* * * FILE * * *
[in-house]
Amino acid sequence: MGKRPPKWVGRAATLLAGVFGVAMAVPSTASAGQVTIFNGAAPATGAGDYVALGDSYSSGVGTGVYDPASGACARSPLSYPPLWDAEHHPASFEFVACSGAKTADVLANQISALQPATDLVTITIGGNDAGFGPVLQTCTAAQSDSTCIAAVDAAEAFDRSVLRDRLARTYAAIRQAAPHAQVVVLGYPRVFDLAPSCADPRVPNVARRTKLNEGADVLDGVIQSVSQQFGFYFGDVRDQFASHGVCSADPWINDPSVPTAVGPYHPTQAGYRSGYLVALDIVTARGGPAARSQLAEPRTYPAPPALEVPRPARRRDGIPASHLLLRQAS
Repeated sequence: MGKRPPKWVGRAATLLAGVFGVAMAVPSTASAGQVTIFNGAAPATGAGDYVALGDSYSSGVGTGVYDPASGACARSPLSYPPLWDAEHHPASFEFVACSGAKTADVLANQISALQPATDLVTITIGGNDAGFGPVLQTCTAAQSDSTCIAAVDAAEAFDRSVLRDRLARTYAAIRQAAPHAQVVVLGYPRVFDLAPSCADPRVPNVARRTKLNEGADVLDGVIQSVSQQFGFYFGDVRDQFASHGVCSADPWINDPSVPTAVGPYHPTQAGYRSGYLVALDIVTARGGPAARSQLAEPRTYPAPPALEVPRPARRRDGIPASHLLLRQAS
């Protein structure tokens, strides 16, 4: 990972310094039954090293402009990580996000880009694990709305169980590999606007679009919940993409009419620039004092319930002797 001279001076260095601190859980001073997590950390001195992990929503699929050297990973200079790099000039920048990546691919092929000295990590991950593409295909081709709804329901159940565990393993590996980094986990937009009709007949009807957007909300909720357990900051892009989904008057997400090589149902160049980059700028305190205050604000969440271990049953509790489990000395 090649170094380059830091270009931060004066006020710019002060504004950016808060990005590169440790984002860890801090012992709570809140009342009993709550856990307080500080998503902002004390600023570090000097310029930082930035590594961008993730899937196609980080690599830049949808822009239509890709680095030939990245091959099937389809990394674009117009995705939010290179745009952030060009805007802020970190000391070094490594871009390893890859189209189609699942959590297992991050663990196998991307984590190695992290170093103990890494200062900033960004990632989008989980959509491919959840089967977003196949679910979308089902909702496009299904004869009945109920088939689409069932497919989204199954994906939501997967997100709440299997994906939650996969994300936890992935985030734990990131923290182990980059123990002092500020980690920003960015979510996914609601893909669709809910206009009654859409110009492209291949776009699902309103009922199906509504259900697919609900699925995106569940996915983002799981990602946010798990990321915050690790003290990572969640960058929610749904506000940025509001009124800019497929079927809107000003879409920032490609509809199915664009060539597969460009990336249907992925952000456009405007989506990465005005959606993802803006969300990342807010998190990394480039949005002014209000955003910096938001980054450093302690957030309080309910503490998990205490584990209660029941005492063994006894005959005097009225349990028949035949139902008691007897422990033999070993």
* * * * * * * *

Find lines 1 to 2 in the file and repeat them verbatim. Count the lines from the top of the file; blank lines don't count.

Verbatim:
[in-house]
Amino acid sequence: MGKRPPKWVGRAATLLAGVFGVAMAVPSTASAGQVTIFNGAAPATGAGDYVALGDSYSSGVGTGVYDPASGACARSPLSYPPLWDAEHHPASFEFVACSGAKTADVLANQISALQPATDLVTITIGGNDAGFGPVLQTCTAAQSDSTCIAAVDAAEAFDRSVLRDRLARTYAAIRQAAPHAQVVVLGYPRVFDLAPSCADPRVPNVARRTKLNEGADVLDGVIQSVSQQFGFYFGDVRDQFASHGVCSADPWINDPSVPTAVGPYHPTQAGYRSGYLVALDIVTARGGPAARSQLAEPRTYPAPPALEVPRPARRRDGIPASHLLLRQAS